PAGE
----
Ramadan prayers outside of the Hassan II Mosque in
the world's 3rd largest mosque, after Mecca and Medina
FIRST OF ALL, let me preface this post by saying that I am in no way a religious scholar. I haven’t studied Islam or the Qu’ran in depth (though I have read it in its entirety). What I am writing comes from personal observations and experiences, as well as parallels drawn from my own spiritual practice.
As in every religious community, there are those who get a lot of meaning from their spiritual practices, and there are those who are just “going through the motions”. Doing "as they ought” for the sake of their reputation, or societal pressures. This is also the case in Morocco during Ramadan.
“Are you going to fast this year?” I asked my friend Mustapha.
“Of course.” He replied.
“Why?” I couldn’t help it. I’m a researcher by nature.
He paused and had to think about it. “Because it’s Ramadan. It’s what we do. It’s our religion.”
So interesting that he used the plural “we” in his response. In Morocco, there is a group mentality that pushes/encourages everyone to fast and pray this month. In one sense this is good, because everyone can stand in solidarity through a difficult month. But on the other hand, it’s almost as if you have no choice. You must practice according to the letter of the law, no matter what. In fact, Muslims in Morocco DON’T have a choice. Article 222 of Morocco's penal code states, "A person commonly known to be Muslim who violates the fast in a public place during Ramadan, without having one of the justifications allowed by Islam, shall be punished by one to six months of prison and a fine”. Morocco's non-Muslim minorities - Jews and non-Muslim foreigners – are exempted from the ban on public eating during Ramadan.
This was demonstrated last September, when a group or Moroccans advocating religious freedom were arrested and fined for organizing a public picnic during the holy month. Some organizers even received death threats.**
Special Ramadan meals at a KFC in Malaysia
“This is the month for renewing our commitment and re-establishing our relationship with our Creator.” explains Khalid Baig. Besides fasting during daylight hours, the religious practices of Ramadan include 5 daily prayers, plus a few extra on certain days. At some mosques, 1/30th of the Qu’ran is read every night, so that the whole book is completed by the Eid al-Fitr, or End-of-Ramadan Celebration.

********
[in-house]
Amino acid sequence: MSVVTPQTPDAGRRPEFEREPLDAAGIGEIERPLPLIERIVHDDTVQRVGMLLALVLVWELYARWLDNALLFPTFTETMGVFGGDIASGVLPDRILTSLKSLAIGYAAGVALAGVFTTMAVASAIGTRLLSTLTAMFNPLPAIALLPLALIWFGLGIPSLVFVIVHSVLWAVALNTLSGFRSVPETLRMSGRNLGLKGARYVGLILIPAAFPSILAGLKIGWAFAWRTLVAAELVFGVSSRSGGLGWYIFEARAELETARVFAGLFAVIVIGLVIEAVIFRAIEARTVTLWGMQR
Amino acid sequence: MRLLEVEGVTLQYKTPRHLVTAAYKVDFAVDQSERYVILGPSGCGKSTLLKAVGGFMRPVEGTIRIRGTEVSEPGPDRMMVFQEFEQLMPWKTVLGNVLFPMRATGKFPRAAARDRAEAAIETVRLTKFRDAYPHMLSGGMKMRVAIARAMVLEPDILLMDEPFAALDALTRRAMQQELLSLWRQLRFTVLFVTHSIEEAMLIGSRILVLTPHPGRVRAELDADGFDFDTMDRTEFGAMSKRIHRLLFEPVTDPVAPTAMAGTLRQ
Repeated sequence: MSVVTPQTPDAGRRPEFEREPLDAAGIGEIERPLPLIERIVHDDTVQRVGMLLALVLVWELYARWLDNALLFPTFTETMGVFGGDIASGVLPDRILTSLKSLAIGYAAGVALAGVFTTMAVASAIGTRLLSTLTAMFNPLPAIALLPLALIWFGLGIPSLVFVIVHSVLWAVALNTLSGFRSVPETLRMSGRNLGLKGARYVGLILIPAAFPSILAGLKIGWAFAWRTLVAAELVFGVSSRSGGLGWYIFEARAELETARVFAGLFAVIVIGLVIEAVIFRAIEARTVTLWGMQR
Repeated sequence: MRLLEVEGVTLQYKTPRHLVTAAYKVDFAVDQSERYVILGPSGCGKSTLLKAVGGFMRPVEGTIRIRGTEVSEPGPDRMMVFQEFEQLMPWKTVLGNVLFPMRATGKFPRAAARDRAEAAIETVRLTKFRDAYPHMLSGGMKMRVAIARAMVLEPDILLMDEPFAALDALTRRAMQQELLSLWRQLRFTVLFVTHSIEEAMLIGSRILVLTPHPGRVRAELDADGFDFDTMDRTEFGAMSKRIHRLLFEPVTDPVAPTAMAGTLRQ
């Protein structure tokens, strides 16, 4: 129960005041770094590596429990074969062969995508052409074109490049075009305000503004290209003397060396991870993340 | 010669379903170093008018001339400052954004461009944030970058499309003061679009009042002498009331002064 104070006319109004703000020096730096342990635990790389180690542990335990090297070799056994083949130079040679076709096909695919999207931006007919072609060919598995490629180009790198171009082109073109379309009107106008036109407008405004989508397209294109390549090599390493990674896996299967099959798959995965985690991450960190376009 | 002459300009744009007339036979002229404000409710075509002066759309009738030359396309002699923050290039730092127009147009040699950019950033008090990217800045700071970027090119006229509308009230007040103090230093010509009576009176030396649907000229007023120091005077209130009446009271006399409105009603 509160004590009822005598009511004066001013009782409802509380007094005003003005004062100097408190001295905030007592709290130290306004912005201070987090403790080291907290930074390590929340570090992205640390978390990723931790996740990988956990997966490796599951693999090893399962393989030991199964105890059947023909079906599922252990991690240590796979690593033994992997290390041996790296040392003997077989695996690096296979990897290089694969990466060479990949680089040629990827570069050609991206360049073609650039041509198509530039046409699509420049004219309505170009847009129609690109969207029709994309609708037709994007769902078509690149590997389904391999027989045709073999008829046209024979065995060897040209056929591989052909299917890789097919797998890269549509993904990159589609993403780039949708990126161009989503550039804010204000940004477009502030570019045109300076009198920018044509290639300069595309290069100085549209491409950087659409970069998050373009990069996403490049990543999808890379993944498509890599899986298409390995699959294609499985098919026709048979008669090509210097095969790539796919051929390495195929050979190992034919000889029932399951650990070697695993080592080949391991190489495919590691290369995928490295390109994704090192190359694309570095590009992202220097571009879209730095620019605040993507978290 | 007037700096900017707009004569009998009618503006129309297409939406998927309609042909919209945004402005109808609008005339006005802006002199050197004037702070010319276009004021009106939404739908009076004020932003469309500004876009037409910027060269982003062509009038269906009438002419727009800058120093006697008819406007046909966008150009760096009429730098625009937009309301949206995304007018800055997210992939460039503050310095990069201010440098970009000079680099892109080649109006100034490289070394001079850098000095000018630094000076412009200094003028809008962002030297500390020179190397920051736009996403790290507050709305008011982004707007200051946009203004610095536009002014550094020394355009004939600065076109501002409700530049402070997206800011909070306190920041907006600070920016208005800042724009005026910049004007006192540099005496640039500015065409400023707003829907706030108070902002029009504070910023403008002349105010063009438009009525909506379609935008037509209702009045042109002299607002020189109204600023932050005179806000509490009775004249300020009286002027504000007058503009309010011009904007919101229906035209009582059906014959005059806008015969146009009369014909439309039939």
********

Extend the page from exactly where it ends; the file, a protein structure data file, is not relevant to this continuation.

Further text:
Most importantly, Ramadan is the moment to re-evaluate your heart, and re-connect with God.
“Islam does not approve of monasticism.” Says Baig. “It does not ask us to permanently isolate ourselves from this world, since our test is in living here according to the Commands of our Creator. But it does ask us to take periodic breaks from it. The mandatory Salat (five daily prayers) is one example. For a few minutes every so many hours throughout the day, we leave the affairs of this world and appear before Allah to remind ourselves that none but He is worthy of worship and of our unfaltering obedience. Ramadan takes this to the next higher plane, providing intense training for a whole month.”
The practice of fasting is a great way to increase consciousness, intentionality, and thankfulness for God’s provision and especially to realize how much we are blessed, and thus how much we can bless others. The other day, when we prepared a beautiful iftar (break-fast) meal (American-style, complete with pancakes and omlettes) for our friends and our Arabic teachers, Sam commented to me how fasting all day makes iftar that much more meaningful. Like exercise, I hate it when I’m doing it, but afterwards I feel great.
Nowdays, one could say that Ramadan fasting has taken on a Hallmark life of its own. Interestingly enough, In Egypt national statistics have pointed to substantial increase in consumption of food, electricity, and medications related to digestive disorders during the month of Ramadan as compared with the monthly average in the rest of the year. For a veeery interesting commentary on this phenomenon, read “Wasting Ramadan” by Abdel-Moneim Said***
And certainly not everybody who fasts is achieving a zen-like state of self-denial and liberation from vices. People are crabby and tired during the day. People stress out about food and income and which iftars are the most important to attend (to see and be seen, that is). For the best example of the negative aspect of Ramadan, just look at the insanity that is
In Moroccan Arabic, there is even a verb, “t’rrumden”, which can be loosely translated as “being crabby because you’ve been fasting for Ramadan”. Thus the phrase, “Ma t’trrumdensh maaya” basically means, “Don’t you go all Ramadan on me!”
According to Baig, The Prophet
No matter what you get from it, Ramadan is a perfect time to do some real soul-searching. To ask some critical questions about religion and why we practice as we do. And to examine how we are living our values, year-round, to influence the world positively
Commander of the Faithful,
Commander of the Faithful,
Ramadan Mabrook Saiid!
Ramadan Mabrook Saiid!
**Human Rights Watch. “Morocco: End Police Actions Against Persons Accused of Breaking Ramadan Fast” 19 September 2009.
***“Wasting Ramadan” Abdel -Moneim Said. “Wasting Ramadan”. Al-Ahram Weekly. 3 - 9 September 2009. Issue No. 963. http://weekly.ahram.org.eg/2009/963/op11.htm
****PS, “The Meaning of Ramadan” by Khalid Baig of Al-Balagh helped a lot in this post. Access it here: http://www.albalagh.net/food_for_thought/ramadan.shtml
Photo credits: www.tarawih.com, www.itravel.net, www.noblesseetroyautes.com